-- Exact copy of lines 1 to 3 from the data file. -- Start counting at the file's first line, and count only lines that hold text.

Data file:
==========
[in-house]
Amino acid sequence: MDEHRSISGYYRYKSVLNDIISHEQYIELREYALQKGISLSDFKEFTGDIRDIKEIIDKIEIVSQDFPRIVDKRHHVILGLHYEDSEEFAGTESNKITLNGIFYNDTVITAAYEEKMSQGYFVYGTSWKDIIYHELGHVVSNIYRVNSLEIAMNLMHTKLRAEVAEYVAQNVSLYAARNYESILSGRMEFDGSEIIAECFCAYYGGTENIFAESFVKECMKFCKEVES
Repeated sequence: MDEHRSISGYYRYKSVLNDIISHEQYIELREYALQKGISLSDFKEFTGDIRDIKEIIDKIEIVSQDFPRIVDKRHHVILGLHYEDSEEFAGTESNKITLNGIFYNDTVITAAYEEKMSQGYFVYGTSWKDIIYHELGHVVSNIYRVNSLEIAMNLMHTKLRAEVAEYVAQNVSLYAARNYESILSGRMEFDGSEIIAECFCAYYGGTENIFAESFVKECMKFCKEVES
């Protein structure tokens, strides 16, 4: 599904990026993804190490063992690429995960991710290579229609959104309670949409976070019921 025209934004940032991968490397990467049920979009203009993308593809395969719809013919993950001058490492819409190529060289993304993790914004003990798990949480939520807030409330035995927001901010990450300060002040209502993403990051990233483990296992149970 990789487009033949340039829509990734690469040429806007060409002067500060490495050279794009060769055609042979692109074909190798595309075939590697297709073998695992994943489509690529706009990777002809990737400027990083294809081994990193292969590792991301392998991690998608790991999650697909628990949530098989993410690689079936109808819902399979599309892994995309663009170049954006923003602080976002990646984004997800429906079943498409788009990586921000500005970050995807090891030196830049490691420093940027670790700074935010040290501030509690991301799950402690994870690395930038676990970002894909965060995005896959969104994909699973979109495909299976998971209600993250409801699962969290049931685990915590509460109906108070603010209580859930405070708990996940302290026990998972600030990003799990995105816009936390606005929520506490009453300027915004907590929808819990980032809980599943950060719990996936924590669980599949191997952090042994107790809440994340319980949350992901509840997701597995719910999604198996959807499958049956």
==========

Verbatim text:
[in-house]
Amino acid sequence: MDEHRSISGYYRYKSVLNDIISHEQYIELREYALQKGISLSDFKEFTGDIRDIKEIIDKIEIVSQDFPRIVDKRHHVILGLHYEDSEEFAGTESNKITLNGIFYNDTVITAAYEEKMSQGYFVYGTSWKDIIYHELGHVVSNIYRVNSLEIAMNLMHTKLRAEVAEYVAQNVSLYAARNYESILSGRMEFDGSEIIAECFCAYYGGTENIFAESFVKECMKFCKEVES
Repeated sequence: MDEHRSISGYYRYKSVLNDIISHEQYIELREYALQKGISLSDFKEFTGDIRDIKEIIDKIEIVSQDFPRIVDKRHHVILGLHYEDSEEFAGTESNKITLNGIFYNDTVITAAYEEKMSQGYFVYGTSWKDIIYHELGHVVSNIYRVNSLEIAMNLMHTKLRAEVAEYVAQNVSLYAARNYESILSGRMEFDGSEIIAECFCAYYGGTENIFAESFVKECMKFCKEVES